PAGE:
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IPT: Why podcast it?

posted Jun 3, 2009, 5:47 AM by Eddie Woo
This morning, you'll be completing your answers to last lesson's questions about decision support systems, and then recording your responses with our new class set of MP3 players.

I realised after last lesson that some of you are wondering why I'm asking you to create a podcast based on your answers. Why not just type them up? Well, here are a jumble of my thoughts in response to that question:
  1. Variety is beneficial. You guys have typed up answers to hundreds of questions that I've posed to you within the scope of this course. Being forced to compose and present your thoughts in another medium (which requires significantly different skills to use well) is a helpful balance to that domination of written (typed, really) responses.

  2. A merciless medium. When I write sentences, I often find myself expressing ideas inefficiently (I take more words than is necessary) and ineffectively (I use words that are weak in conveying meaning). The main problem with is that, unless I go through a rigorous peer-assisted editing process, I don't really notice my inefficiency or ineffectiveness. The words are there, they look good on the page, and I'm satisfied. But when I open my mouth to speak, I know when what I'm saying sounds stupid. I know when the sentences I'm putting together make no sense. And so do you! Speaking your answers will force you to make them better.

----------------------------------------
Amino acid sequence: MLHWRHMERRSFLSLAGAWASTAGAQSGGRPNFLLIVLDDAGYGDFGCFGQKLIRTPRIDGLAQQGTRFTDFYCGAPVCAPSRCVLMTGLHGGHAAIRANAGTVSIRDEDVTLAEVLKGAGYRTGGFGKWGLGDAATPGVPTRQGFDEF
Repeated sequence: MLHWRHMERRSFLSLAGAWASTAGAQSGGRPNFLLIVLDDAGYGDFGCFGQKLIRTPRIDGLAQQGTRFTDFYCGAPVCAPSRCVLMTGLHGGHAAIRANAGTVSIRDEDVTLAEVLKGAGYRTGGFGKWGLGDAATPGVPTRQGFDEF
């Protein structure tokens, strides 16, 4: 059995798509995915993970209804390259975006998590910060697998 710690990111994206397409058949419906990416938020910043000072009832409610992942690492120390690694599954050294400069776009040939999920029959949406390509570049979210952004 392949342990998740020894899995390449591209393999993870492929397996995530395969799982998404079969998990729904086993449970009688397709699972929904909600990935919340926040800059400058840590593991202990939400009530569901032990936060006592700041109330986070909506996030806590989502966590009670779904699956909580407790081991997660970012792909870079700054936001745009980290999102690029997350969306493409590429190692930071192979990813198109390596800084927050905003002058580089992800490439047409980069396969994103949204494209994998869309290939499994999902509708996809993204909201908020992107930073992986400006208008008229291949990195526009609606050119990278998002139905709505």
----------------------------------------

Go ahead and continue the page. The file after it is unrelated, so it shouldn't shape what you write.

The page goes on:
3. An important skill. I think it's really important for (a) me to teach and (b) you to learn how to be a strong communicator. One of the main characteristics of good communicators is their mastery over numerous means of communications, particularly ones that require divergent skill sets. Good communicators aren't just good writers; they are good illustrators. Good communicators aren't just good with hand gestures; they are good with vocal cues. The best way to develop any ability is to start using what you have already.

  4. It forces deeper understanding. You only need a very superficial grasp of a topic to write convincingly about it. Skim a source here, copy and re-word a source there, and you can compose a very impressive-looking paragraph that uses all the correct terminology and seems to indicate that you know what you're on about. By contrast, it is relatively easy to tell when someone doesn't truly understand something while they are talking about it. What they say will come out (a) confused and stilted ("so then there's the... ummm.. thing... you know, the thing with the thing?"), or (b) artificial and lacking appropriate vocal emphasis (as in the case of someone reading out a response that they don't really understand). If you want to speak about something naturally and knowledgeably, you really need to grok the concepts that you're discussing and describing.
Okay, so there's a few to start you off. Can you think of any more? (That's a genuine question. And I'm looking for real reasons, not just "MP3 players are cool, yo" type reasons.)